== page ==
Thin hair and hair breakage are conditions that are not really true hair loss problems. For the most part, thin hair is an inherited trait, like hair color. Blond hair is the thinnest form of hair, red hair the thickest. A full head of blond hair must contain roughly forty thousand more hair than a full head of red hair in order to give an equal impression of fullness. Other than using hair dyes, which either coat or swell your hairs depending upon whether you use temporary dyes or permanent dyes, or through the use of protein conditioners and body builders, there is no way to change the pattern of growth of hair follicles to produce the thicker hair.
Hair breakage is another condition that can give the impression, however false, of being a true hair loss problem. In fact, there is really nothing wrong with the hair root, the growing area of the hair. Hair breakage results from damage to the hair shafts caused by excessive bleaching, frequent permanent waving, or straightening. These processes can render hair brittle, fragile, and unable to withstand normal daily hair care manipulation, such as combing, brushing, and blow drying.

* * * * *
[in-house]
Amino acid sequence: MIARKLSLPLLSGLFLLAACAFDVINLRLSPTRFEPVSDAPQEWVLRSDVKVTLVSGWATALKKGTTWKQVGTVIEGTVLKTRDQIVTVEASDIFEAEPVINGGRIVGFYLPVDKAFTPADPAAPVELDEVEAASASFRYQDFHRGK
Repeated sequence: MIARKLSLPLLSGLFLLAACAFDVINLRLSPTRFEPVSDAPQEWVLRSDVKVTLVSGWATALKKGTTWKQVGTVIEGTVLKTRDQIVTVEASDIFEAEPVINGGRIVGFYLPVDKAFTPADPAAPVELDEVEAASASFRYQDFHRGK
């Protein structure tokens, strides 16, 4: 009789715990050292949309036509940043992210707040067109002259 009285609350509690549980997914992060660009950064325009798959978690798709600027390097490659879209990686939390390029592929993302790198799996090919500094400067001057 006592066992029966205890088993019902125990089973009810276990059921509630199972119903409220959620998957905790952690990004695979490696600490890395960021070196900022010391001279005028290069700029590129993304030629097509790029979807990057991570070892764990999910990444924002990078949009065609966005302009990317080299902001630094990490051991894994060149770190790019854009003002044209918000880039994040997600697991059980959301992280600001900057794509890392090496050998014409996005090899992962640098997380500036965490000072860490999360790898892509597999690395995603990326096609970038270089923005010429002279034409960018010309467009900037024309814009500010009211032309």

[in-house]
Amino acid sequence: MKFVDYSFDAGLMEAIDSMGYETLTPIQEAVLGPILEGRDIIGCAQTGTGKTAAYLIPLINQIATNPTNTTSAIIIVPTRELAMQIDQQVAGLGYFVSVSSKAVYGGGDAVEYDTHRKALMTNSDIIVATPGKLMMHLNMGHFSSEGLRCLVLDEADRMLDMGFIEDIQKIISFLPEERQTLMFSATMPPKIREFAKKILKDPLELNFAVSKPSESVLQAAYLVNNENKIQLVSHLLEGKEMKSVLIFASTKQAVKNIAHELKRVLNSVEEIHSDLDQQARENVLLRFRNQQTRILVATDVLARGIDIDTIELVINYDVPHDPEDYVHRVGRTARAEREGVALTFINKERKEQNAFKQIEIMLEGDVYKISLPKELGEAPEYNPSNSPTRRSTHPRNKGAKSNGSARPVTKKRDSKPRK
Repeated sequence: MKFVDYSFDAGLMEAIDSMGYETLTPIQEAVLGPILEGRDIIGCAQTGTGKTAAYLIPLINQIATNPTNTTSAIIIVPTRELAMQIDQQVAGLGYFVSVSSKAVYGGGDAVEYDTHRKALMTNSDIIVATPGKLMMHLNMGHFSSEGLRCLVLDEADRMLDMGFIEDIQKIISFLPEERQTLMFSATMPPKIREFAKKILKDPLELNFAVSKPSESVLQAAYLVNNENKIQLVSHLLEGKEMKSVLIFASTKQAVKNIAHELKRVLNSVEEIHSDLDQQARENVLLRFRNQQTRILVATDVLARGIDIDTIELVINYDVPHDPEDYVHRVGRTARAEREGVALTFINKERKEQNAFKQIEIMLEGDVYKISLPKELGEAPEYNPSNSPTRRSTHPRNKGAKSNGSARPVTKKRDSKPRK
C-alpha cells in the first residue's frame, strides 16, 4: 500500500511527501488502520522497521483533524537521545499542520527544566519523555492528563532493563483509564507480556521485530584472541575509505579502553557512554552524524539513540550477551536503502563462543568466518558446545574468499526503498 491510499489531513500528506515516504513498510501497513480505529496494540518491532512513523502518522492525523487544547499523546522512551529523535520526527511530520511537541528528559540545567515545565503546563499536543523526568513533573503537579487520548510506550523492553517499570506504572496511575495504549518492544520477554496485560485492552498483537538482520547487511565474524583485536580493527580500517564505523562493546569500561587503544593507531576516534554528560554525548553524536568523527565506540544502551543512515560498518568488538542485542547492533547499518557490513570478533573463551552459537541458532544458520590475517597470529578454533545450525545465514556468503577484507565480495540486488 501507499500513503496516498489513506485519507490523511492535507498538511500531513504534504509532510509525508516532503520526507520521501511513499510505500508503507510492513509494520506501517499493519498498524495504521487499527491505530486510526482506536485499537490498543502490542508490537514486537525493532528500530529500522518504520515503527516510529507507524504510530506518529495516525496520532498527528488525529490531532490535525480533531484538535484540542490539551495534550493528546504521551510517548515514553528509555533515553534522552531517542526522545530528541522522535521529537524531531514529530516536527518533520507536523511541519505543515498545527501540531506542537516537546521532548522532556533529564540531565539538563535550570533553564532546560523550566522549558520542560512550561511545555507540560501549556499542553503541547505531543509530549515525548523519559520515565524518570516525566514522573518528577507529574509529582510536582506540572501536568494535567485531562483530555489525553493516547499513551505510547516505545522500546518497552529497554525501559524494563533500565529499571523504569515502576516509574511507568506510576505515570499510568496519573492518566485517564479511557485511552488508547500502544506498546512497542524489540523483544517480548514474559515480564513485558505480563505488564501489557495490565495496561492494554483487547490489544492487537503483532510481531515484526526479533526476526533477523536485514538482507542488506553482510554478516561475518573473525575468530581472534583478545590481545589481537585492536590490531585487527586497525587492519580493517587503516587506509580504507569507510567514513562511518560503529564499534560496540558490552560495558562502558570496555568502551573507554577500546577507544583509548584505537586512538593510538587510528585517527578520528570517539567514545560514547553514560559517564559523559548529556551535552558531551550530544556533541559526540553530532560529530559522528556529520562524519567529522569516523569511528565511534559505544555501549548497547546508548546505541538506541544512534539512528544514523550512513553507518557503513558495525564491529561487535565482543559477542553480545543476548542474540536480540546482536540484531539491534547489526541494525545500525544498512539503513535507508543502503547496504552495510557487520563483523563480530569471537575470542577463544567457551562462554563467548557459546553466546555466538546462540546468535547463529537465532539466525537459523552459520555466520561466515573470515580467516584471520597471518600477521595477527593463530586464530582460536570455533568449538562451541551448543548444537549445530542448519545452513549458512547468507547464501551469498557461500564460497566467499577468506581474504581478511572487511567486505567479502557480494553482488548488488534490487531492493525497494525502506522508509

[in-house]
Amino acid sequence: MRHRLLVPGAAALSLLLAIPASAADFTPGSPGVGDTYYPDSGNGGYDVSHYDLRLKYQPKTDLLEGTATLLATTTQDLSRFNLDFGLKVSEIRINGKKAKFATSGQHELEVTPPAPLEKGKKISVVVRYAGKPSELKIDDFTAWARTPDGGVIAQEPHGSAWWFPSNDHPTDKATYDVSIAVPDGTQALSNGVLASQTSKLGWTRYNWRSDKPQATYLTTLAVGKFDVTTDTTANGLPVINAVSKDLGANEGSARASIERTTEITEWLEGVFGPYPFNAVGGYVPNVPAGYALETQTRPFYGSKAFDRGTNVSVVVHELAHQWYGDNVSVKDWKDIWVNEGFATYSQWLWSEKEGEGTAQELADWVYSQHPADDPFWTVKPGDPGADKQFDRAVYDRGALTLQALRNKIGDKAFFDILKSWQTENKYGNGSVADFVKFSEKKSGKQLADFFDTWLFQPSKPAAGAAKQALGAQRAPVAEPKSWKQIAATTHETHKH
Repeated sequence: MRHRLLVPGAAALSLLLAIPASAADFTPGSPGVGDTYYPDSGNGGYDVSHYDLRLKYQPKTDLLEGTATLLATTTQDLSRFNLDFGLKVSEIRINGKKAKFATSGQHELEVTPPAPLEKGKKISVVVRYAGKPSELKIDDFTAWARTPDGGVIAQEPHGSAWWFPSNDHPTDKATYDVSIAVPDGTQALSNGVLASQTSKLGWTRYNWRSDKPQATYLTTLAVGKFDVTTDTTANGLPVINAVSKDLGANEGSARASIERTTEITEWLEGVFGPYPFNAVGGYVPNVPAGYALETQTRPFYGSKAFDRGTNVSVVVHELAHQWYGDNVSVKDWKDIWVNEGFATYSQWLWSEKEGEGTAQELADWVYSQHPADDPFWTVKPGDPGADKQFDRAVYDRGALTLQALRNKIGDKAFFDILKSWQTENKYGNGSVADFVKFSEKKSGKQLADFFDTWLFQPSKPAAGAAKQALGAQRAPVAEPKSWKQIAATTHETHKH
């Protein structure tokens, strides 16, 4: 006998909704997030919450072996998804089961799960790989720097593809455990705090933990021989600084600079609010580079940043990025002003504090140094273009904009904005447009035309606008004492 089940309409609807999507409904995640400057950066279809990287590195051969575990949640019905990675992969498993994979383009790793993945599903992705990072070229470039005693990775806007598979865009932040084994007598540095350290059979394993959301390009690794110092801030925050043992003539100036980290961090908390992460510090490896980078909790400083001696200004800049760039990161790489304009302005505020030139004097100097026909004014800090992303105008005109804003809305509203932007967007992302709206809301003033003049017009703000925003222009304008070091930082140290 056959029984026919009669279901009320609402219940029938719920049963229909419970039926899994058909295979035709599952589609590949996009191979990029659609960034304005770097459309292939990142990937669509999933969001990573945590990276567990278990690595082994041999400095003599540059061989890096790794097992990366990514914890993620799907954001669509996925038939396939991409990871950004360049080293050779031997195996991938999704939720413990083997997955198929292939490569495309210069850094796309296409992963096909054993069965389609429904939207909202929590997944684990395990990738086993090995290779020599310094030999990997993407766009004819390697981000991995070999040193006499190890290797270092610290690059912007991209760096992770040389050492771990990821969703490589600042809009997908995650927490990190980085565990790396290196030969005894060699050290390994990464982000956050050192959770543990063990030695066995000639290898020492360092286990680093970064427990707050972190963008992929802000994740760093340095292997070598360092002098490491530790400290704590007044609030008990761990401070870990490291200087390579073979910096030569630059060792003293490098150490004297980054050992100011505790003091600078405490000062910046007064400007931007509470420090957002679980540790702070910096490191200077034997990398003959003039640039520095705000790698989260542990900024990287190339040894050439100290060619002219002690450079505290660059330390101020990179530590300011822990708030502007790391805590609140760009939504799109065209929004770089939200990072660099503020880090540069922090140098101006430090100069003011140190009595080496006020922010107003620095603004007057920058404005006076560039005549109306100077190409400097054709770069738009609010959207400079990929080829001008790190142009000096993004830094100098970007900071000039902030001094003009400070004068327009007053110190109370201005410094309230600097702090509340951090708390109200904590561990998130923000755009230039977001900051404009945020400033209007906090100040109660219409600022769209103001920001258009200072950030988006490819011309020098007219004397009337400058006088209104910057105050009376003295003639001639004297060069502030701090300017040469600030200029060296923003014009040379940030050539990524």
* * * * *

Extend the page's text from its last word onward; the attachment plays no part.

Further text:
If many hairs break, especially near the surface, a condition resembling true hair loss can result. However, since no permanent hair loss actually occurs, simply stopping all bleaching and waving for the several months is usually all that is necessary to allow your hair to return to normal. In the meantime, the continued use of conditioners to thicken, moisturize, and untangle the hair can be helpful.
Individuals who habitually twirl, bite, or chew on their hair may temporarily damage their hair. The damage is purely mechanical trauma to the hair shafts. In these cases, hair fragility and breakage result solely from over manipulation. Making the person aware of the habit is usually enough to stop it. Once the habit is stopped, the growth back normally.
Category: Hair fall